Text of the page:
DIRECTIONS on How to Dry Mint Leaves for Mint Tea! These DIY How to Make Mint Tea instructions shows how easy it is to dry mint leaves so you can make your own homemade peppermint tea. I store this dried mint tea for months so I can enjoy the health benefits year round!
How to Make Mint Tea
I start everyday with a cup of tea. Do you?
It can be warm or cold, it doesn’t really matter. Most green and black teas have enough caffeine for that morning boost. My morning always starts with a yawn. Then I waddle out of the bedroom with my comfiest bed shirt on and make myself a cup of tea.
I then continue to have a few cups of tea throughout the day. The kind of tea depends on the season and my mood. In Winter I might start with English Breakfast or Earl Grey. In the Spring it’s all about Green Jasmine. A nice spiced tea is great for autumn.
Homemade Mint Tea
But the Summer is dedicated to Mint tea. And drying mint is so easy!
Mint tea can be enjoyed throughout the day. It’s not uncommon for me to make a cup while I’m making dinner to start to calm down for the day. It’s also not uncommon for me to make a cup of this in the afternoon when it’s “go time” with work but I need to stay sane.
It has no caffeine but is naturally invigorating due to it’s flavor and natural “chill” from the menthol, making it perfect for a good start in the morning or an afternoon pick-me-up. This lack of caffeine also makes it perfect for an evening or pre-bedtime tea. It’s also great for after meals to aid digestion. It helps to sooth upset tummies and calm nausea as well. Mint tea also helps many pregnant women, especially helping with morning sickness during the first trimester (here’s my peppermint tea recipe).
It’s garden season so if you have a herb or vegetable garden chances are you might be growing mint. Mint is one of those plants that have a life of their own when it comes to growing all over.
It’s technically a weed, so it can easily take over entire gardens or yards if not contained. But it is easy to get plenty of it! It’s best to keep it in its own area or a container to prevent it from taking over, but it can be managed in a garden plot. If you plan on making a lot of tea just keep trimming and drying your expanding plant.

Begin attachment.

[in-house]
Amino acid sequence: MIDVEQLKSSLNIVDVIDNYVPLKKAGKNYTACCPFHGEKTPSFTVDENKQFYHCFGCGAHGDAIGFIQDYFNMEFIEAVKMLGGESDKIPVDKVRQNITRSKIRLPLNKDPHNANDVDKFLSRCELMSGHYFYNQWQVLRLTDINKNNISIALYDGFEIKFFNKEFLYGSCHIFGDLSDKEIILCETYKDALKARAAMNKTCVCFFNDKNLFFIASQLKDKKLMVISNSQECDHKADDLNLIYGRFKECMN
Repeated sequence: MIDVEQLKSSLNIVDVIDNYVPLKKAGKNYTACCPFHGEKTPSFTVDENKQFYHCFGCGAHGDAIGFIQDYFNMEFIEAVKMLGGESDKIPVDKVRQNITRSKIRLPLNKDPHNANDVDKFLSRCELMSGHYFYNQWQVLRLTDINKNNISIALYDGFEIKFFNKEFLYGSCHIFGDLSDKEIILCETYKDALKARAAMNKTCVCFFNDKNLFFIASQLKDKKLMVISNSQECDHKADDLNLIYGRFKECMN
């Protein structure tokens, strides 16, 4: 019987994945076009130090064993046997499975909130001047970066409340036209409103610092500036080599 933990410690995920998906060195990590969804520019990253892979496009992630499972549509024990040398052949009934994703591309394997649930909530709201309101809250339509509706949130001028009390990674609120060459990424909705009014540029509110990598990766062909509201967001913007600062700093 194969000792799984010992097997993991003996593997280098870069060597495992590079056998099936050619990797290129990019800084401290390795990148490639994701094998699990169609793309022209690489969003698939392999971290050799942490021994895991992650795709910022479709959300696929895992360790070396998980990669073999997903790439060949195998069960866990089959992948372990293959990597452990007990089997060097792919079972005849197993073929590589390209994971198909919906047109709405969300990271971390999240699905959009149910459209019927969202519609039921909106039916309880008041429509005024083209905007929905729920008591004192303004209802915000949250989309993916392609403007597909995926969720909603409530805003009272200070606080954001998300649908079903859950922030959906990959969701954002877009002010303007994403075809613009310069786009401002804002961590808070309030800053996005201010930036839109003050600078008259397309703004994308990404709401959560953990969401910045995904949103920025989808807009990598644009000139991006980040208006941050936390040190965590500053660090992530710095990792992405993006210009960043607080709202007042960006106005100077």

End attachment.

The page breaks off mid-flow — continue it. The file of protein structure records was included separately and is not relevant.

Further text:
How to Dry Mint
I found 2 mint plants recently that somehow survived our brutal winter and were happily growing and getting ready for Summer. Mint is a hardy plant!
Is there anything sweeter then the smell of when you touch of your fingers on fresh mint? Mmmm. Mint can be easily dried to use for tea leaves. There’s really nothing to it.
Many people hang their mint to dry but I’m both inpatient and sometimes out of space. With this method below you’ll solve all that as your mint will be ready in 2-3 hours. It will also show you how to do so without burning it up, as sometimes happens if you rush it.
Have fun drying your mint and enjoy that next cup of tea! Make sure to serve with some tea sugar cookies!
How to Dry Mint Leaves
It’s as simple as spreading a layer of fresh mint on a cookie sheet. Here’s a before and after of drying mint.
Set the oven on a low enough temp and let it sit for 2-3 hours.
Crumble it up and store it in an airtight container for up to 6 months.
How much dried mint for tea?
To make a single cup of mint tea, use a teaspoon of dried mint. Let steep for 3 minutes in hot water.
And now you know how to make peppermint tea! Enjoy!
Looking to dry more herbs? Here’s how to dry parsley in the microwave and here’s how to dry basil in the oven.
Looking for more tea recipes? Try my Cucumber Peppermint Tea, Earl Grey Tea Popsicles and Tomato Tea.
Looking for more mint recipes? Try my Cast Iron Chicken with Mint Chutney and Pea Shoots Pasta.
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How to Make Mint TeaPrint
- Fresh Mint
- Pick mint, clean if needed. If cleaning, make sure to dry mint completely, I like to let it sit overnight.
- Preheat oven to 170 degrees F.
- Place mint in one layer on a baking sheet.
- Bake mint for 2-3 hours. Check at the 2 hour mark to see if mint is completely dry. If not, check every 15 minutes.
- Once out of the oven take mint and crumble leaves into a container. Store in jar, preferably in a dry dark cabinet shelf.
- When using for tea, use one teaspoon of dried mint leaves and steep for 3 minutes in hot water.
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